In which a veteran of cultural studies seminars in the 1990s moves into academic administration and finds himself a married suburban father of two. Foucault, plus lawn care.
My cc has been getting an unusual amount of local press attention lately. The press attention has been largely positive, and focused mostly on enrollment. Invariably, somewhere around the fifth paragraph, there's a passing acknowledgment that enrollment growth is occurring at the same time as state funding cuts, but the headline is always about growth.
In discussions with colleagues on campus, we're beginning to think it's because we're a 'man bites dog' story. Unlike almost every other institution around, we're growing. Annoyingly, we're growing enrollments while downsizing employees, but they tend not to focus on that. If you interpret 'enrollments' as 'sales,' then our sales are up. Almost nobody else around us, except for other public colleges, can say that. And the local press is so desperate for good news that it repeats this story with remarkable frequency.
The weird economics of public higher ed – in which a substantial chunk of our income is decoupled from our 'sales,' and actually goes down when sales go up – puts us in this awkward position. And the weird public perception of community colleges means that every time a reporter calls, we have to correct the story they've already written in their heads.
The story in their heads goes like this: In this recession, displaced workers are going back to school to upgrade their skills. (Interview salt-of-the-earth forty-year-old man who was recently laid off.) Community colleges are safe havens from The Great Recession. Education is truly the key to success. Back to you, Ted.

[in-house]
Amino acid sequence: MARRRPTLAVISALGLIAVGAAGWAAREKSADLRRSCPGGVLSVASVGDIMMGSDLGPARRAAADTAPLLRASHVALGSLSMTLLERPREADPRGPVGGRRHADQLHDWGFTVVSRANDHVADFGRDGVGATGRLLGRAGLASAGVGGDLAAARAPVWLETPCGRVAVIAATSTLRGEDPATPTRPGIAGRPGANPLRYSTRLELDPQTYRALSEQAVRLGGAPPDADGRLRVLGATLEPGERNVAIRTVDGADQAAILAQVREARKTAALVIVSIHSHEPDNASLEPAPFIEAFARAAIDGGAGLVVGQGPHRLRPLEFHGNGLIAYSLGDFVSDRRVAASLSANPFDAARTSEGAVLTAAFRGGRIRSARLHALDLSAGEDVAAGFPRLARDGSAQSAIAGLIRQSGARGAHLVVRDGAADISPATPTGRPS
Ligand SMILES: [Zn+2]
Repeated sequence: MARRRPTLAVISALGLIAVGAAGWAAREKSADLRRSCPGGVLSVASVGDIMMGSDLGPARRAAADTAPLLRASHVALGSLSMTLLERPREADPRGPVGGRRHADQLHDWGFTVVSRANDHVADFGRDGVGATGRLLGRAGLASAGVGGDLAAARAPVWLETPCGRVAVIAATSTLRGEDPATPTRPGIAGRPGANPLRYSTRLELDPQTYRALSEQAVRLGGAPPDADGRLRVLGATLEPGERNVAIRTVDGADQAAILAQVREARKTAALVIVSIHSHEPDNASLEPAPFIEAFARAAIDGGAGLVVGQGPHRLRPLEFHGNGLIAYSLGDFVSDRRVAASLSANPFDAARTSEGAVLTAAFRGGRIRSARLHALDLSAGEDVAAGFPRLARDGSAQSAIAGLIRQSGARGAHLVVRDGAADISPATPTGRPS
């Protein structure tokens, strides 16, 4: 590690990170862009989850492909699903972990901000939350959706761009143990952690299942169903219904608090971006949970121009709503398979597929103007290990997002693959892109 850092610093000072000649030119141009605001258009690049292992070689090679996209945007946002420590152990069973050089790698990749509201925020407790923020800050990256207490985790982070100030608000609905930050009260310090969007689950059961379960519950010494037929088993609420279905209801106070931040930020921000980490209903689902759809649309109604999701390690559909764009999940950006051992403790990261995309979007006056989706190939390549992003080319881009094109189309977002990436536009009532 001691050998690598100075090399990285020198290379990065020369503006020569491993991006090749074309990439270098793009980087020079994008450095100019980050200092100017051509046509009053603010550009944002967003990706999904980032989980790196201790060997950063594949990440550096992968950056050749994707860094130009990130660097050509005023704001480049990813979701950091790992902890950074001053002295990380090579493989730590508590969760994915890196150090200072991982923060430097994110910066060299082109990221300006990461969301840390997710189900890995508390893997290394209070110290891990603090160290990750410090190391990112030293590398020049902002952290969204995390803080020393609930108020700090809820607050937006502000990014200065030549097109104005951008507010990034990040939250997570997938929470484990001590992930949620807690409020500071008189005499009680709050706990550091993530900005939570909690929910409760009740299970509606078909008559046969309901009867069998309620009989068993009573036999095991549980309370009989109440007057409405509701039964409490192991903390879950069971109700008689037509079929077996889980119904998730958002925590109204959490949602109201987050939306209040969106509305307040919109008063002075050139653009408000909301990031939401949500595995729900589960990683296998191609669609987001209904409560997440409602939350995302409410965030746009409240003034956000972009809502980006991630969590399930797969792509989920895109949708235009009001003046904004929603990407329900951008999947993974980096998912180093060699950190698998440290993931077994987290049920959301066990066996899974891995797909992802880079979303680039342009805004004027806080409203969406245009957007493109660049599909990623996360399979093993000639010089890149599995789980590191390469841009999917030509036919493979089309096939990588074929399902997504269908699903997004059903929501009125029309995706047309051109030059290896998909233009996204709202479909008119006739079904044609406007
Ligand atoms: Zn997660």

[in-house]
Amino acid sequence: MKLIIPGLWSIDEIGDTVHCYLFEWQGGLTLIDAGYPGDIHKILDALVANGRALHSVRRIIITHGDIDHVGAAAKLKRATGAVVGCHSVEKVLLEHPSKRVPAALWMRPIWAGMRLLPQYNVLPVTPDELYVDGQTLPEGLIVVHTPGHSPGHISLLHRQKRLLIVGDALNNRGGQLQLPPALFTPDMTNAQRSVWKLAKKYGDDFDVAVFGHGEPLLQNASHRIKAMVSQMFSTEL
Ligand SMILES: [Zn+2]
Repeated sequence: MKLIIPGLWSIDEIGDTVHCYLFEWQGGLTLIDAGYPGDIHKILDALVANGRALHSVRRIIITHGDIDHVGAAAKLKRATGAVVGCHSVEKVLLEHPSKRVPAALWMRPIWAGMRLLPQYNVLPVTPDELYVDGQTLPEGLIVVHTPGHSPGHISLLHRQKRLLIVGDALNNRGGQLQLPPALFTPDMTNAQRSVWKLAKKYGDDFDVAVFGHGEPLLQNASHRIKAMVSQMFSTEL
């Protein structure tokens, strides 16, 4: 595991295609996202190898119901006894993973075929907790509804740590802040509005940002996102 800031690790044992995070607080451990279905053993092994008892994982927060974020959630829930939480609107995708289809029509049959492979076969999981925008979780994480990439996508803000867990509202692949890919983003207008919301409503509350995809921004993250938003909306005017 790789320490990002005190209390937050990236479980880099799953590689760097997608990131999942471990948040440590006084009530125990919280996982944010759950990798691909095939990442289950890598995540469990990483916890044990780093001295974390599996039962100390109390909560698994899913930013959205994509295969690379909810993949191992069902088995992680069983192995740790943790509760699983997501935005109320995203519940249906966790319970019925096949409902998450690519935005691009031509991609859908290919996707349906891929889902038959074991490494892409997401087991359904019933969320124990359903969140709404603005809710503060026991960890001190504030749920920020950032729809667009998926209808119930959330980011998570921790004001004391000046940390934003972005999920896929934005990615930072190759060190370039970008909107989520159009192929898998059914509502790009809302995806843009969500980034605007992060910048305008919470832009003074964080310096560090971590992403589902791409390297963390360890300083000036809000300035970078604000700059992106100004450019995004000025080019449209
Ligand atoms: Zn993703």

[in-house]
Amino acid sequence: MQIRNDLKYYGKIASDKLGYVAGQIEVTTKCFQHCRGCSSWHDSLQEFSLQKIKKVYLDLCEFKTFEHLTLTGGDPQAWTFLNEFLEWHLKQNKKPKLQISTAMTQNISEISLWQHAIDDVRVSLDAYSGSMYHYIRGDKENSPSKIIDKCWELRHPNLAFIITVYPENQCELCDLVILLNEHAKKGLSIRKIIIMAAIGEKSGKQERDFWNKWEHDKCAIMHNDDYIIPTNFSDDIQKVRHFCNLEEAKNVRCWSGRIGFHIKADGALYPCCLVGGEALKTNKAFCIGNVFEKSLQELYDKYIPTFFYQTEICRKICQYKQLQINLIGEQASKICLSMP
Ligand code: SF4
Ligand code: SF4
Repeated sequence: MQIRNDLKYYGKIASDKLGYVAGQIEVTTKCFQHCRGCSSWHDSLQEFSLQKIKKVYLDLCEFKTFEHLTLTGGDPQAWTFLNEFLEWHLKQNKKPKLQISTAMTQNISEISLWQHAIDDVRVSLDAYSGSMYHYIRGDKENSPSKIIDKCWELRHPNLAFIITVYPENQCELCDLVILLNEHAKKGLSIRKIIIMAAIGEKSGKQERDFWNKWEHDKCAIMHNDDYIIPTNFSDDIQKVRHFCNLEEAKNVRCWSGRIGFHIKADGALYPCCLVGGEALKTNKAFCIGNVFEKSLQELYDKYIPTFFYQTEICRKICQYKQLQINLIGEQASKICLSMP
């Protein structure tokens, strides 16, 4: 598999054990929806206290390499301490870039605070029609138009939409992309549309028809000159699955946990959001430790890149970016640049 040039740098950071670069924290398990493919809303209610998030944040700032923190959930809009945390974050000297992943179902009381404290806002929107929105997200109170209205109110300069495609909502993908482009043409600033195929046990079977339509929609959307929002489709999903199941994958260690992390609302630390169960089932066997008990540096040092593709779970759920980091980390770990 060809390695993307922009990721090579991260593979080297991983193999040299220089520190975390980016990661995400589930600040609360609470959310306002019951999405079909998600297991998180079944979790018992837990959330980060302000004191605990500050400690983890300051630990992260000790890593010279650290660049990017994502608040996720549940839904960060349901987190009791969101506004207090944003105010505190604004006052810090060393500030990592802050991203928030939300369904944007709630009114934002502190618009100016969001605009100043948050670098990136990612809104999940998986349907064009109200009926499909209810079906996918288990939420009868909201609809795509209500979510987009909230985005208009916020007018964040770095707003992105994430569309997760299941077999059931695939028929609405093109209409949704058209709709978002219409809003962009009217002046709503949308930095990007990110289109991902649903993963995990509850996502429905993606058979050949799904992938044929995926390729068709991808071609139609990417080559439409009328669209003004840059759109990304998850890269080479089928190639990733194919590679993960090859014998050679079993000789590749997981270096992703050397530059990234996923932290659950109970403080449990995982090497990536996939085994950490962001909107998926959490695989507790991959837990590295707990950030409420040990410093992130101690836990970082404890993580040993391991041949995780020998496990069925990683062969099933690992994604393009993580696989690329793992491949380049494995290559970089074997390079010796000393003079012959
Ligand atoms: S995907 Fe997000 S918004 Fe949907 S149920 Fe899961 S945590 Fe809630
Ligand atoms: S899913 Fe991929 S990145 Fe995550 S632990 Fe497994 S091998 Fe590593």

It's a nice story, and we get calls for quotes to help them write it. But it gets the big picture wrong.
The actual story goes like this: In this recession, parents' jobs are shaky, so they send their kids to the community college instead of the local private college to save money. (Contrary to the prewritten story, the average age of our students continues to drop.) As we shift to more traditional-age students whose orientation is to transfer, our major growth is in the liberal arts area. The "laid off 40 year old goes back to school" story is heartwarming, and sweet, and occasionally true, but it's a small and declining fraction of our world. The real story is the increasing use of cc's by middle class kids who use it to save money and transfer.
This is why stories like "Tuition Bubble" strike me as almost too asinine even to rebut. Pretentious U may charge too much, but it's hardly the only game in town. If you look at what cc's charge, the whole 'tuition bubble' argument collapses of its own absurdity.
(Assuming no financial aid or scholarship money of any kind, a full-time student at my cc now pays about one-third of what we paid for daycare for The Boy five years ago. If you want to look at the costs that are crippling families, look at that. Where are the stories about the daycare bubble?)
Unfortunately, public anger at Pretentious U winds up being taken out on us, since we're controllable and Pretentious U isn't. Predictably enough, that actually widens the resource gap between us and Pretentious U. Just at the moment when we're most needed, we're kneecapped.
I'm happy to have a part in helping people get their higher education started. Enrollment growth is a good thing. And both transfer and workforce-driven programs serve valid and valuable purposes. I'm just getting a little tired of reading the same half-baked man bites dog story (or its evil twin, the tuition bubble story) when it gets the essentials wrong.